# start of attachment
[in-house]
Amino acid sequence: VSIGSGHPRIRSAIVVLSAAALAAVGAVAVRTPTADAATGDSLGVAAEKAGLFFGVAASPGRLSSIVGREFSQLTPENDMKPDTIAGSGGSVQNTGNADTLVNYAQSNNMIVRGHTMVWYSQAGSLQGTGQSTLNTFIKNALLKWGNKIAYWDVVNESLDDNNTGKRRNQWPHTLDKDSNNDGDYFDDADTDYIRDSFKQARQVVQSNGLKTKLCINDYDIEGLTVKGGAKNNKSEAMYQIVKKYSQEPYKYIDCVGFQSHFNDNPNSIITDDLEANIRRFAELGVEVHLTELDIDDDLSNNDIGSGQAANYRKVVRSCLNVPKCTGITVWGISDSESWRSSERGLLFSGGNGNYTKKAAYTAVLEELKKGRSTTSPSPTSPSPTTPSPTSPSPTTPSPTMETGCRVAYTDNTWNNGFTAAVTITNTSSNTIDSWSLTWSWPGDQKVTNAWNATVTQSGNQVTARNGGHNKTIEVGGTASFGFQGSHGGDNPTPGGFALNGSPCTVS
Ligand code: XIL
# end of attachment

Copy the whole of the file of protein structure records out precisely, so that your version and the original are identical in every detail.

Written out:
[in-house]
Amino acid sequence: VSIGSGHPRIRSAIVVLSAAALAAVGAVAVRTPTADAATGDSLGVAAEKAGLFFGVAASPGRLSSIVGREFSQLTPENDMKPDTIAGSGGSVQNTGNADTLVNYAQSNNMIVRGHTMVWYSQAGSLQGTGQSTLNTFIKNALLKWGNKIAYWDVVNESLDDNNTGKRRNQWPHTLDKDSNNDGDYFDDADTDYIRDSFKQARQVVQSNGLKTKLCINDYDIEGLTVKGGAKNNKSEAMYQIVKKYSQEPYKYIDCVGFQSHFNDNPNSIITDDLEANIRRFAELGVEVHLTELDIDDDLSNNDIGSGQAANYRKVVRSCLNVPKCTGITVWGISDSESWRSSERGLLFSGGNGNYTKKAAYTAVLEELKKGRSTTSPSPTSPSPTTPSPTSPSPTTPSPTMETGCRVAYTDNTWNNGFTAAVTITNTSSNTIDSWSLTWSWPGDQKVTNAWNATVTQSGNQVTARNGGHNKTIEVGGTASFGFQGSHGGDNPTPGGFALNGSPCTVS
Ligand code: XIL